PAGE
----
Solange III (or the Bundesverfassungsgericht’s‚ Europe Friendlyness) On the Decision of the German Federal Constitutional Court Over the Ratification of the Treaty of Lisbon
Rivista Italiana di Diritto Pubblico Comunitario, pp. 973-995, May 2009
Posted: 18 Sep 2009 Last revised: 10 Jan 2010
Date Written: September 17, 2009
Final version will be published in European Public Law Journal, 16/1,2010, p. 53-73 under the title "The German Constitutional Courts Friendliness towards European Law". Comenting the Sentence requires a good understanding of German language and German constitutional law, in order not misinterpret the decision of the BundesVerfassungsgericht. If carefully read, and taking into account both what the Court exactly decided and what the plaintiff's arguments were, it is clear that the sentence is a continuation of the previous "solange" jurisprudence and of the BVerfG's Maastricht decision of 1993. What is new is first the very strong link between democracy and sovereignty whereby what is at stake with the growth of EU competences is not so much Germany's sovereignty as an appropriate democratic accountability, and, second the indication that the BVerfG is the sole interpret - amongst German courts - of what constitutes Germany's constitutional identity. This constitutional identity is defined by the "eternity" clause of the German Basic Law. The BVerfG does not indicate what would happen if it were to find a provision of EU law in contradiction with its constitutional indentity. The only correct way to solve such an issue would be for the BVerfG to refer to the European Court of Justice for a preliminary ruling on the invalidity of such a provision, on the basis of article 4 EU (post-Lisbon version). The sentence does by no means exclude such a possibility.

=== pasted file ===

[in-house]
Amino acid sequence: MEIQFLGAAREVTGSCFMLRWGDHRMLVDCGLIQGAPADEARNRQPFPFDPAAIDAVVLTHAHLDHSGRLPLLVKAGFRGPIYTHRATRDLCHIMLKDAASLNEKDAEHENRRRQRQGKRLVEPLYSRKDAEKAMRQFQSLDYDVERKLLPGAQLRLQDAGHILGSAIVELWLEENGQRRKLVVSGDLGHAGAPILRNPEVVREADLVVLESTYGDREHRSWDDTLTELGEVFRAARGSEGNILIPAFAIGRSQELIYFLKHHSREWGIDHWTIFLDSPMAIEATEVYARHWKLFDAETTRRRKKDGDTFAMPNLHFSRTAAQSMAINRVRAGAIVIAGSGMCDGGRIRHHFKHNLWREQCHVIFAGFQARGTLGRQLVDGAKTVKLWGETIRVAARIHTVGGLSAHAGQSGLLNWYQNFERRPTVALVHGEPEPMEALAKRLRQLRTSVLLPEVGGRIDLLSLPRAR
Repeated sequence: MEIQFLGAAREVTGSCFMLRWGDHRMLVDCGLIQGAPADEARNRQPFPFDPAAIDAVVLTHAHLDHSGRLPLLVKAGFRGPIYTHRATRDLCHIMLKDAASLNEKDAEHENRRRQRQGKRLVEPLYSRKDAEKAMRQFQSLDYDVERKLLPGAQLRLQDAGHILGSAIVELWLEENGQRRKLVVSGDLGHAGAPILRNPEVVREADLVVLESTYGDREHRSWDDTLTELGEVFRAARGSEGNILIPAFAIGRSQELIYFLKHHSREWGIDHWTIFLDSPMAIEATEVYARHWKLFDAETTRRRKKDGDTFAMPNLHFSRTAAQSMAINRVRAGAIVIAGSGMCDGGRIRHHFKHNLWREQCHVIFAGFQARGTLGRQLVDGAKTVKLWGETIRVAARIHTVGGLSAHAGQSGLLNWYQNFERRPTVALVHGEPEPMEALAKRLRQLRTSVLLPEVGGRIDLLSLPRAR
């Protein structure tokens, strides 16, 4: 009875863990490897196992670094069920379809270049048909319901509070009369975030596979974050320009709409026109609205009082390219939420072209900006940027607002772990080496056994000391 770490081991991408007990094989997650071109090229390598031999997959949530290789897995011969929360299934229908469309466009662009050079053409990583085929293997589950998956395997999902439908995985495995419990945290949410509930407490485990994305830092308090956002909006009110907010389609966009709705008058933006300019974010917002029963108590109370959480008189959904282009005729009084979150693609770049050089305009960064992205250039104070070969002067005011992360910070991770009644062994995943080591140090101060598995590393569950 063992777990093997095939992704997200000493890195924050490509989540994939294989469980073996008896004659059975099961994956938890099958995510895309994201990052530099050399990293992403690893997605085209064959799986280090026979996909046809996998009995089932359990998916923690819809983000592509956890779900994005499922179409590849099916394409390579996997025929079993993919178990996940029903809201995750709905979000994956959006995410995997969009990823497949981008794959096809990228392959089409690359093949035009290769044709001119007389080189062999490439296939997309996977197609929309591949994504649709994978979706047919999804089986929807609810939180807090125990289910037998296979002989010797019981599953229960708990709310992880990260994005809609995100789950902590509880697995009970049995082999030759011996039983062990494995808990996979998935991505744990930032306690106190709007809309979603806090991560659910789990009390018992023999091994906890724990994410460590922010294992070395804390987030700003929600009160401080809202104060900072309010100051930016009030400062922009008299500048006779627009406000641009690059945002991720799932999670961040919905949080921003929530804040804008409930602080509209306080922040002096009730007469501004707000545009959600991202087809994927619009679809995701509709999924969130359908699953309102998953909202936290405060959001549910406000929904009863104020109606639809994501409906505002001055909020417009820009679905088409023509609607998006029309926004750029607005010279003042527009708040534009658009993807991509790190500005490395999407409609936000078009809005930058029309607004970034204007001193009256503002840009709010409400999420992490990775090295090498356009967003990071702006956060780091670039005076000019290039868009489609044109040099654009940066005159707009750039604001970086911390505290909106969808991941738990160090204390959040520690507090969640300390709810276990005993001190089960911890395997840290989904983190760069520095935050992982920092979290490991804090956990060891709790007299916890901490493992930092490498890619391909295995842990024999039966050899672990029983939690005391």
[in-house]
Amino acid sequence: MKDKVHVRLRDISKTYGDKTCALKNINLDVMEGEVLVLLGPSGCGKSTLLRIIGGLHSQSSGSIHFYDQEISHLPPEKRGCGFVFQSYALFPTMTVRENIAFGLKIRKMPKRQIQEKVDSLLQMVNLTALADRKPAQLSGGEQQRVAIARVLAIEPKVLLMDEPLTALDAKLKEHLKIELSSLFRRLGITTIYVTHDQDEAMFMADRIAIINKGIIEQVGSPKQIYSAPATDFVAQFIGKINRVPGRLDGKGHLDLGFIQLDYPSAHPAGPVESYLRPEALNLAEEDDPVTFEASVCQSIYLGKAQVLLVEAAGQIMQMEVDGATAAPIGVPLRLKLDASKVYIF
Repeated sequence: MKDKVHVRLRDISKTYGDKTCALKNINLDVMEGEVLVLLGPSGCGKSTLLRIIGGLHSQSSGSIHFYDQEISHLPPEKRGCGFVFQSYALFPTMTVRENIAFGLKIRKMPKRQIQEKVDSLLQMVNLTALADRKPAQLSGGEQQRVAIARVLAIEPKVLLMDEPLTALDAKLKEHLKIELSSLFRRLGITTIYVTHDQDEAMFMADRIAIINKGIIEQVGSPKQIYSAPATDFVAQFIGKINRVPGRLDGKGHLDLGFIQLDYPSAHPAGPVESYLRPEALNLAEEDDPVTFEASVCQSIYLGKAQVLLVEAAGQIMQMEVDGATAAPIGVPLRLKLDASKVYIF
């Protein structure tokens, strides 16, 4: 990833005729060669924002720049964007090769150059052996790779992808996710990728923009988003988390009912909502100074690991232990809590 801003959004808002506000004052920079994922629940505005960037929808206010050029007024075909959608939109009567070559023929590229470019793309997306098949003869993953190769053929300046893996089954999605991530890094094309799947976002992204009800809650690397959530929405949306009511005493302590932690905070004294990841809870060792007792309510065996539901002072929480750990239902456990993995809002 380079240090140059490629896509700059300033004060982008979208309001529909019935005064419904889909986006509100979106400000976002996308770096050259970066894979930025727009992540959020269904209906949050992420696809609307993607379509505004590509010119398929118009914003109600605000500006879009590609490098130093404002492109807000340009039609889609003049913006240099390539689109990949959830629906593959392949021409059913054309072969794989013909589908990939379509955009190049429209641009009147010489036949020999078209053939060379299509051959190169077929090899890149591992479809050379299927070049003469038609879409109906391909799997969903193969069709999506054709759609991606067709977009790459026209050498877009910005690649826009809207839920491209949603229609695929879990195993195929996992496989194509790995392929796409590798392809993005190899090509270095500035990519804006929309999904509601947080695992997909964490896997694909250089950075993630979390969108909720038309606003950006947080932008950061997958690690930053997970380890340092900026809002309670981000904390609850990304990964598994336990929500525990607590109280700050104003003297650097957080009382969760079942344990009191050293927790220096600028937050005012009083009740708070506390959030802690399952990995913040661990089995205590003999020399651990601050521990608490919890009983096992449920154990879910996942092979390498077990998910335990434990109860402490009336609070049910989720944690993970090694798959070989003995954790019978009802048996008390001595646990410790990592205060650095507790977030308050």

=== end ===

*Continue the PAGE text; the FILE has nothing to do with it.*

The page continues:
Keywords: Lisbon treaty, German constitutional court, Principle of conferral, solange doctrine, reference for preliminary ruling
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